Jan's Flies

When learning to tie flies one of the methods that gave me great trouble was posts for dry flies. Most experienced tyers find the method quite easy, but if a learner tyer has not been shown how, like many other techniques, it can create big problems. I am often asked how to tie "posts" and what materials should be used.

The materials that can be used for "posts" are numerous - including; a bunch of hackle fibres, calf tail, deer hair, synthetics and more.
Texas whitetail deer hair and hi-vis are two materials that I frequently use. A lot of flies are tied with white posts, but sometimes a different wing colour is required.
Posts serve two main functions; firstly they make a solid foundation to wind the hackle around for parachute flies and secondly it makes the fly a lot easier to see - especially white posts.

Light gauge hooks are normally used for dry flies with "posts'.
  • A; wind thread half way along shank as the thread will make a much firmer foundation to place the material on to.
  • B; take thread half way back over the first layer towards the eye
  • C; cut the post material and place on top of the hook shank and tie in. Cut the material at a forward sloping angle to the shank as this gives the fly a nicely tapered shape. This section of the fly must be tied down tightly.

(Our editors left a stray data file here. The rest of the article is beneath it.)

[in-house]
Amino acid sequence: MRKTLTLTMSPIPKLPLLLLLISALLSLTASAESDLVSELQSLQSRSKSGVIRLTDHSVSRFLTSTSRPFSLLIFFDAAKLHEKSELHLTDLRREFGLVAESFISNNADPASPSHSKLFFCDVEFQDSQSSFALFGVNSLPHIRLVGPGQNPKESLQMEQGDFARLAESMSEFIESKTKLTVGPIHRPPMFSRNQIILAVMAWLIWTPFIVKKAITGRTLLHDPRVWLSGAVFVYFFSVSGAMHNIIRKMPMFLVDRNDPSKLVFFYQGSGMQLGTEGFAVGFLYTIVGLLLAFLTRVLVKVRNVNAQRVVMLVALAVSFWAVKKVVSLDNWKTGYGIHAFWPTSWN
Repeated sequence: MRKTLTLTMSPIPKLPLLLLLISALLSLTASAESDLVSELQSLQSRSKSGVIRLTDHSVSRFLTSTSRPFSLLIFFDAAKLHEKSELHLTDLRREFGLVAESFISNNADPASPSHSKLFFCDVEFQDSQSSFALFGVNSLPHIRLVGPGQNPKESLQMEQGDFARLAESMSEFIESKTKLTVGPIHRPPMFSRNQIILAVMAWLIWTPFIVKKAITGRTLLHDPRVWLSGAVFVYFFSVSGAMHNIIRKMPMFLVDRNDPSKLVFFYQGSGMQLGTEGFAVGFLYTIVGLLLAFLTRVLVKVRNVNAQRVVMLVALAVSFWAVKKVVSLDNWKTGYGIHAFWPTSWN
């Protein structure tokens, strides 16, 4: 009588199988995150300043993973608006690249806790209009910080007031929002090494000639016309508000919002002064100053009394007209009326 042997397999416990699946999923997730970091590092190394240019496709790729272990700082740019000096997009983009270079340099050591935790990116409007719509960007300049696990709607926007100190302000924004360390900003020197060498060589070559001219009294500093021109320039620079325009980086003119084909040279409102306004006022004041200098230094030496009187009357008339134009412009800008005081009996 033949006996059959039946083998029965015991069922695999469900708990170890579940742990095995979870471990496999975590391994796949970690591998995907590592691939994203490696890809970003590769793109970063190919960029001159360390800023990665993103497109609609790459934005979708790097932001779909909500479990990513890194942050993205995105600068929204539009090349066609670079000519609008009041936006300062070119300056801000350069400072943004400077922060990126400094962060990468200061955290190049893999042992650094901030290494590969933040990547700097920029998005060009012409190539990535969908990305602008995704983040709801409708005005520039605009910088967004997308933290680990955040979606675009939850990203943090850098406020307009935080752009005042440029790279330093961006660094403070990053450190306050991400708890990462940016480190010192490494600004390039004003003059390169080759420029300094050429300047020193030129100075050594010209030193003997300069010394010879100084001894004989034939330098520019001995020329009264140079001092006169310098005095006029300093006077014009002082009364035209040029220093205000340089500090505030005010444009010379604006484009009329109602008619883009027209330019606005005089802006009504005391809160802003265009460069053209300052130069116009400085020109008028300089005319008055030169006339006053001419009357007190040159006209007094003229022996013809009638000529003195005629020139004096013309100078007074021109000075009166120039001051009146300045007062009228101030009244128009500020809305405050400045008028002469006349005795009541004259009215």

• Bind all the base of the post to the hook.
  • Now bring the thread back to the post base. The post will be laying forwards over the eye of the hook. With your fingers hold the post upright and bring the thread in front of the post. Build a small ball of thread immediately in front of the post. This will hold the material upright and keep the body nicely shaped. It is very important to maintain a good body shape - especially in this thorax area as this will also help the hackle sit nicely.

  • Take the thread around the base of the post.
  • Make three turn around the post, starting at the bottom and progressing towards the tip.
  • Keeping the wraps quite firm return the thread back over the previous wraps to the base. A drop of varnish here also helps to keep everything in place.

From this point continue to tie whatever fly takes your fancy taking the thread back to the bend and tie in the tail etc.

Parachute Black Spinner
  • Tie in post as explained above.
  • Tie in three micro-fibetts for tail - ensuring they are spread nicely.
  • Place in a very light copper wire for the rib.
  • With some black seals fur dub in a fine tapered body finishing at the post.
  • Bring rib forward to the post, tie in and cut off excess.
  • Tie in one black hackle, behind the post and take thread to the front of the post.
  • Tie in a fine peacock herl and form a neat head section in between the post and the eye. This helps to keep the body in perspective.
  • With the hackle already tied in take four turns. Each turn of the hackle should be wound UNDER the previous turn. This stops crushing the hackle and also make sure each wrap is done firmly. Bring hackle tip over the eye of the hook where the thread should be hanging.
  • Gently hold the hackle barbs back to avoid crushing them with the thread. Tie down tip and clip away excess.
  • Whip finish and varnish head. Now put a drop of varnish on the base of the post just on top of the hackle.

Single Post Red Tag
A great fly made even better. This is a great fly for streams where a white post improves the visibility enormously - especially when your fly is drifting in and out of the shadows. Follow the instructions above for the post - otherwise it is just a normal red tag.

Merry Christmas and good fishing over the break.
Jan Spencer     
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